Flora has kept intelligent care of her appearance. She wears her auburn hair in a loose bun. Her makeup is minimal, with most of the effort spent on shaping her eyes. Her nose is small and rounded, her ears neatly pierced with two pearl earrings. Her clothes are conservative in both color and texture, and are void of any wrinkles or ill-fittings. Her purse, however, is incredibly large and bulky, yet she manages it easily underneath one arm.

Flora has a very confident step to her. She holds her head high and leads with her chest when she walks. Her posture is immaculate. She keeps her purse tucked neatly under her arm as she walks, preventing it from swinging side to side. If a narrow space were to appear in front of her, Flora’s brisk pace would hardly be slowed.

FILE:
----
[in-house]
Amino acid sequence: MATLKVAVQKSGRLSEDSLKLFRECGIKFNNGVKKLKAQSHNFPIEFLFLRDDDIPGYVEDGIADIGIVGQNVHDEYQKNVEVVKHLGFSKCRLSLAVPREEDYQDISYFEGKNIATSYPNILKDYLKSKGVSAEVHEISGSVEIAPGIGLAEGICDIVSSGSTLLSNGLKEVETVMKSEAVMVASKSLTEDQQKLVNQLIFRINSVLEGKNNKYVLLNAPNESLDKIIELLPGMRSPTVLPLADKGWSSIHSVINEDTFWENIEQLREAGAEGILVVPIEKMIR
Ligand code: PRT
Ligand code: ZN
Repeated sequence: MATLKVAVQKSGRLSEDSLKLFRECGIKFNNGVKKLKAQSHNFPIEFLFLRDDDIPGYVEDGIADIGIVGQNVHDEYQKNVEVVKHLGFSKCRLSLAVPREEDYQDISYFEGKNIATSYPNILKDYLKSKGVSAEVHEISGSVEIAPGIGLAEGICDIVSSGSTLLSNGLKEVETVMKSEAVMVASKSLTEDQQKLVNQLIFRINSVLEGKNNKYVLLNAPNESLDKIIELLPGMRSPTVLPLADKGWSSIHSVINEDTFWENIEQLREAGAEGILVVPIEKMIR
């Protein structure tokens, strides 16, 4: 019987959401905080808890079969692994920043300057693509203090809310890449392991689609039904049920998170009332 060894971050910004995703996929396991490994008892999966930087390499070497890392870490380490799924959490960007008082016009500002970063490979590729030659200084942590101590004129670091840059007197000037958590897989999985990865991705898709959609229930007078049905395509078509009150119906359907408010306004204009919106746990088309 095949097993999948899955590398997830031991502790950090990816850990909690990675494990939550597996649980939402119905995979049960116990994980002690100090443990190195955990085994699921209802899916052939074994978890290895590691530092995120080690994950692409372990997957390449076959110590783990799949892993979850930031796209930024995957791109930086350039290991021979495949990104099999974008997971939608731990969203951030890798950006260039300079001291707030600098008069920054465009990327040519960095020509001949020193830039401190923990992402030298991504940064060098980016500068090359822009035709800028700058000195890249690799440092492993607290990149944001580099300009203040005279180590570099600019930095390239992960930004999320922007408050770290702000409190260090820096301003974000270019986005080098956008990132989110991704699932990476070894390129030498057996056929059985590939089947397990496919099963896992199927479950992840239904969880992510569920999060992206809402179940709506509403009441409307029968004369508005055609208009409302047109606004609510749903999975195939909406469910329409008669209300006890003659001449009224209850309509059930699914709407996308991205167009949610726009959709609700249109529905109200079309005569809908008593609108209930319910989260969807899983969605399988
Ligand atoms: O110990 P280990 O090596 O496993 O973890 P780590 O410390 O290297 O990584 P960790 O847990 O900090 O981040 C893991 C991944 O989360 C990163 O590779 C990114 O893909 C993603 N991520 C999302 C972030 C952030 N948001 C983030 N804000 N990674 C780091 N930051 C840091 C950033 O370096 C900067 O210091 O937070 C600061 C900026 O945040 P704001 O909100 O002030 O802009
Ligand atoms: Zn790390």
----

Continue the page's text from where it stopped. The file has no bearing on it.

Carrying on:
Flora learned early on that being a woman in the world isn’t a blessing. Lecherous men and catty experiences with other women have caused her to diminish her external energy. Instead of defiantly tackling the world, she has resigned herself to flow around it, taking care to avoid obstacles rather than face them directly. One would have to aggressively disrupt Flora’s routine to surprise her, and if successful, it would take a while for her to recover.

Like or dislike this character? Have an idea for a character that you want me to try? Let me know by leaving a comment (look just below the title of the post!).

The Argument For: Applying Realism to Fantasy